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Tower looking to enhance strength through acquisition

Friday 27th May 2011

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Listed insurer and fund manager Tower says it is looking to enhance its strength through acquisition and continues to work on a possible purchase of troubled AMI Insurance.

Last month, the Government announced a "backstop" for AMI, which has been hit by a substantial payout burden resulting from the Christchurch earthquakes.

Under the deal, if AMI's resources run out the Government will make $500 million available for recapitalisation in return for taking ownership of the business.

At a briefing on Tower's half year results today, Tower group managing director Rob Flannagan said the big issue with AMI was obtaining information, which he expected would take a while, with AMI not having called on government back up yet.

"They can probably see it coming but it actually hasn't happened," Flannagan said.

If it did happen it would trigger other events, as the Government gained more control.

The outcome would depend on what the Government, which in effect was acting as a reinsurer, wanted to do. Tower would like the Government to continue being the reinsurer.

The process was "just running a course and we're trying to get ourselves entwined into it", Flannagan said.

Tower would like to know the extent of AMI's exposure, and had done quite a bit of modelling.

Tower reported net profit for the six months to March 31 down 54% from a year earlier to $13 million.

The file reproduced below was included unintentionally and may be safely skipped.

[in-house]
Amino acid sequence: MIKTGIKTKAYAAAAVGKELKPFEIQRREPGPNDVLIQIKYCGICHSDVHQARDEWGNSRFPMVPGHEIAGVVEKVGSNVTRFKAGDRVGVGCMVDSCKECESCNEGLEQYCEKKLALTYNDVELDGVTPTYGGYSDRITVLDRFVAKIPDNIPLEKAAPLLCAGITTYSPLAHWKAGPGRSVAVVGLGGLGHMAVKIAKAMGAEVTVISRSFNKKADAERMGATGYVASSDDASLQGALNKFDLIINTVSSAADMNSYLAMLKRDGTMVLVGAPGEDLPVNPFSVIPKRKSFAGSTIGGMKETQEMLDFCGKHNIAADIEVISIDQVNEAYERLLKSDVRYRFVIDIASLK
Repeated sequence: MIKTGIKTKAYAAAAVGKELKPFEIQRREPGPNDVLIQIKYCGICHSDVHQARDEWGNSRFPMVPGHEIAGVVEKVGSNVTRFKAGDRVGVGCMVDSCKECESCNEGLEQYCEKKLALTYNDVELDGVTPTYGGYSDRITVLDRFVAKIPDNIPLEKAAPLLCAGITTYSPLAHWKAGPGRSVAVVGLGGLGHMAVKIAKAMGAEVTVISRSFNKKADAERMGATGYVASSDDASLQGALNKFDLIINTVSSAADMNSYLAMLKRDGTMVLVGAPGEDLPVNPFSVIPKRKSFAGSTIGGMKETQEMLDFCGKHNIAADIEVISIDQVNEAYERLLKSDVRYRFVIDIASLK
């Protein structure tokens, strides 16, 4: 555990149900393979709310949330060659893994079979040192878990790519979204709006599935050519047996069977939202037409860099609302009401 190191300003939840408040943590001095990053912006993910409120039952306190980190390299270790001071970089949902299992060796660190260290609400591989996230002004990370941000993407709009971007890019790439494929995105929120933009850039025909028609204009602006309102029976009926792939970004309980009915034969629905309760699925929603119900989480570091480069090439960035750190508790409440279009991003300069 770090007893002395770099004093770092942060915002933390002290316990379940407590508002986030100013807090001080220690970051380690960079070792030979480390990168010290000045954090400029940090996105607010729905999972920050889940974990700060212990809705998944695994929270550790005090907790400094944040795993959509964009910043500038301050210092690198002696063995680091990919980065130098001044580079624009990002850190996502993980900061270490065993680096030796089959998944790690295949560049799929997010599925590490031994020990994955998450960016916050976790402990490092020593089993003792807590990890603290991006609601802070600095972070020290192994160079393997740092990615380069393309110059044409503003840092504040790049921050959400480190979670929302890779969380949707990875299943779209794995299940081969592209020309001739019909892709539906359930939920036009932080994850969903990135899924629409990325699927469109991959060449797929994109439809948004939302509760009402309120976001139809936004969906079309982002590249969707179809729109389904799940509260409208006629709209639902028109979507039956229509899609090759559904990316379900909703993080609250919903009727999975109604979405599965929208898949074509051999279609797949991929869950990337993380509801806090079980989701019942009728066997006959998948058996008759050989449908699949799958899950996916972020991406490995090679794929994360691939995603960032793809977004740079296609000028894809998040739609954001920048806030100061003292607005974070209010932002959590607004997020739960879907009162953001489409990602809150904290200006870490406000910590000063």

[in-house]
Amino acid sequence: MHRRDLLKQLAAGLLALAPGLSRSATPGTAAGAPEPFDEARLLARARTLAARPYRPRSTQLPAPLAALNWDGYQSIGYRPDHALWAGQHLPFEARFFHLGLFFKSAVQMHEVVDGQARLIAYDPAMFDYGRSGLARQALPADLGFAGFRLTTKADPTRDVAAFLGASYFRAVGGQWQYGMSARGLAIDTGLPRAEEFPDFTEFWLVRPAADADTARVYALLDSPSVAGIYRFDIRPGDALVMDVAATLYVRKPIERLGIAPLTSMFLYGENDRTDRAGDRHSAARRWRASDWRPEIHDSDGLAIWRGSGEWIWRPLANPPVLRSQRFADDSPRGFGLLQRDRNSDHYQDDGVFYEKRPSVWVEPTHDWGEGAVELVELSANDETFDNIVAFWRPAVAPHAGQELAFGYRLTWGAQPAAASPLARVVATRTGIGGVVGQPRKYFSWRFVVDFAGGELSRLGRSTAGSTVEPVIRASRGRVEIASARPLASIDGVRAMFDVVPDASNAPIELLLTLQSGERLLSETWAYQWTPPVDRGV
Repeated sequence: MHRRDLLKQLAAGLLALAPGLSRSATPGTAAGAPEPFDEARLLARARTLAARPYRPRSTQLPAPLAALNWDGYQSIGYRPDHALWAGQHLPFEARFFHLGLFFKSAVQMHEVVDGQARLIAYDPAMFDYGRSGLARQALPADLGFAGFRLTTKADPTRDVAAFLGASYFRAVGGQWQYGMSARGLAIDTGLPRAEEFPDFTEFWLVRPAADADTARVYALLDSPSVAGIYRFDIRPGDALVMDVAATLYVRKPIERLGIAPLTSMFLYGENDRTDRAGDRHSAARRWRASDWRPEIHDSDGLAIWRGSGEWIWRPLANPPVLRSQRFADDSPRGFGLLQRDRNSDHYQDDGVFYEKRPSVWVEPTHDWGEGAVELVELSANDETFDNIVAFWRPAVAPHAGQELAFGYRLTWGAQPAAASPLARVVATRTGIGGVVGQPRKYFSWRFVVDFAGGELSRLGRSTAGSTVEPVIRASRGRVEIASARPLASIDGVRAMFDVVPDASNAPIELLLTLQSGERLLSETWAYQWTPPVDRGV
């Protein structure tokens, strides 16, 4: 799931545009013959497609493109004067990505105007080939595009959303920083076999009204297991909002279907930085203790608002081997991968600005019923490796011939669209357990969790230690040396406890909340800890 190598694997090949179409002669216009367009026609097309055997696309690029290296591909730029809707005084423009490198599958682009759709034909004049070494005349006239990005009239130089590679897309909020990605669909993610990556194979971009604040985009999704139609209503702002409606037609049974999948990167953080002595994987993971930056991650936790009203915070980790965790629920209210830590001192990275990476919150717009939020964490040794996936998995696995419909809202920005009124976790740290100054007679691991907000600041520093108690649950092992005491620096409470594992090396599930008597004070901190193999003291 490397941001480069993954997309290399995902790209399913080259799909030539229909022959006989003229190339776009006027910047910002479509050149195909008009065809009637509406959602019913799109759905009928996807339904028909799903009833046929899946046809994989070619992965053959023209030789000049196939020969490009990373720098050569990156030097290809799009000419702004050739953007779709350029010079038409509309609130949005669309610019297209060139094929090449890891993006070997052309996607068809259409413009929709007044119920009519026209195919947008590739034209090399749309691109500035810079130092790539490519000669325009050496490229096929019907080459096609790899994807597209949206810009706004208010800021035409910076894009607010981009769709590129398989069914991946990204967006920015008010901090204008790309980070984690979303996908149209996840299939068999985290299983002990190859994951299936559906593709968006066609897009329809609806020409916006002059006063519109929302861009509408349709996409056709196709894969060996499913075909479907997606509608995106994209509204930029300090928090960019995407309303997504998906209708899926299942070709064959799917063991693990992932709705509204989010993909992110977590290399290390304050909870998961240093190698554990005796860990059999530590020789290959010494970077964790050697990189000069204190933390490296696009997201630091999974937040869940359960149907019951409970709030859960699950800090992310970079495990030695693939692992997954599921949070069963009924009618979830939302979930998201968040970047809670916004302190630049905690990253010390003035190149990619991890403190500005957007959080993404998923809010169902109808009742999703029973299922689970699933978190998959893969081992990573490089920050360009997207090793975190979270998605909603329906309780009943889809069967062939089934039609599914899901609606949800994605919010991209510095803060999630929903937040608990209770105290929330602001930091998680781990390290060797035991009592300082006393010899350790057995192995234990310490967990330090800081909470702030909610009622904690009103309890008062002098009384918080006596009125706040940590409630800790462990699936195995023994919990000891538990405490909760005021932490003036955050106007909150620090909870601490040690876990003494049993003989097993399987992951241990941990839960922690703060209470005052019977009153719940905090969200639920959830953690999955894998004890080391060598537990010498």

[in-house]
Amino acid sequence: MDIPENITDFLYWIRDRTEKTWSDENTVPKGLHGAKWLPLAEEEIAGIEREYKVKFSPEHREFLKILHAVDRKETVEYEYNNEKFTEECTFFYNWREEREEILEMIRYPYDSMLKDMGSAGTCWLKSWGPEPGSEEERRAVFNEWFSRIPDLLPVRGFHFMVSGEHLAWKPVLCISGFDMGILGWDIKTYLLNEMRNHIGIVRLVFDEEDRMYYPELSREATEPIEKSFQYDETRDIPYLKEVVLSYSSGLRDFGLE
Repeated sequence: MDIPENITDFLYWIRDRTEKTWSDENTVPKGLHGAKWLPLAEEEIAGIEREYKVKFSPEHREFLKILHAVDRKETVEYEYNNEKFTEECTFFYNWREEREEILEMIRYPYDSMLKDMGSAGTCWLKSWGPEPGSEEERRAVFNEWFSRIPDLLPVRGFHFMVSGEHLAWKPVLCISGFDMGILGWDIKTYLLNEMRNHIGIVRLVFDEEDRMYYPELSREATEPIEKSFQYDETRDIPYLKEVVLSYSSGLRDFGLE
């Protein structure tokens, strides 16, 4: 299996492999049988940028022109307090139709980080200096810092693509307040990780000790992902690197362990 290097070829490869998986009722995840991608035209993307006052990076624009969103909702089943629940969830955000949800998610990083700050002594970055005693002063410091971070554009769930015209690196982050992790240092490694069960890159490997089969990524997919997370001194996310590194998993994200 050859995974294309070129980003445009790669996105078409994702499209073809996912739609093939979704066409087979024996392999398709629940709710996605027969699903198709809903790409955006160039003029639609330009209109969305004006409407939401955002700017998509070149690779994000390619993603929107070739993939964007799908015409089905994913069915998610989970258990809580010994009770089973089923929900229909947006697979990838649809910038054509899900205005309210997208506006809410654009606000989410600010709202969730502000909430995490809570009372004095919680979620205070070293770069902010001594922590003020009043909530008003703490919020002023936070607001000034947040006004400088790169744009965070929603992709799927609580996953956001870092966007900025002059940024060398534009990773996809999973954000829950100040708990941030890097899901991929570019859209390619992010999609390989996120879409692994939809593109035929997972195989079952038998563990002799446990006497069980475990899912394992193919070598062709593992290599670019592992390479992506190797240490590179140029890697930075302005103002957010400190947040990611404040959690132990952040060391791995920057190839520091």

Excluding earthquake costs and discount rate movement, the after tax profit was $26.2 million, compared to $27.7 million a year earlier.

That was a result of the company's changing business model and was not unexpected,  Flannagan said.

A loss of $7.5 million was attributed to the earthquakes, while a loss of $5.7 million was a result of changes in the global investment market which in turn affected the discount rate applied under accounting standards in valuing individual life risk policy liabilities.

Half year revenue fell 10.2% from a year earlier to $259.4 million.

Group managing director Rob Flannagan said Tower had provided for more than $350 million in claims for the two major Christchurch earthquakes.

An unchanged interim dividend of 4c per share is to be paid.

Tower chairman Tony Gibbs said the impact of the earthquakes aside, the company performed well across its three businesses, while changing its business model to focus on improving and strengthening its customer service.



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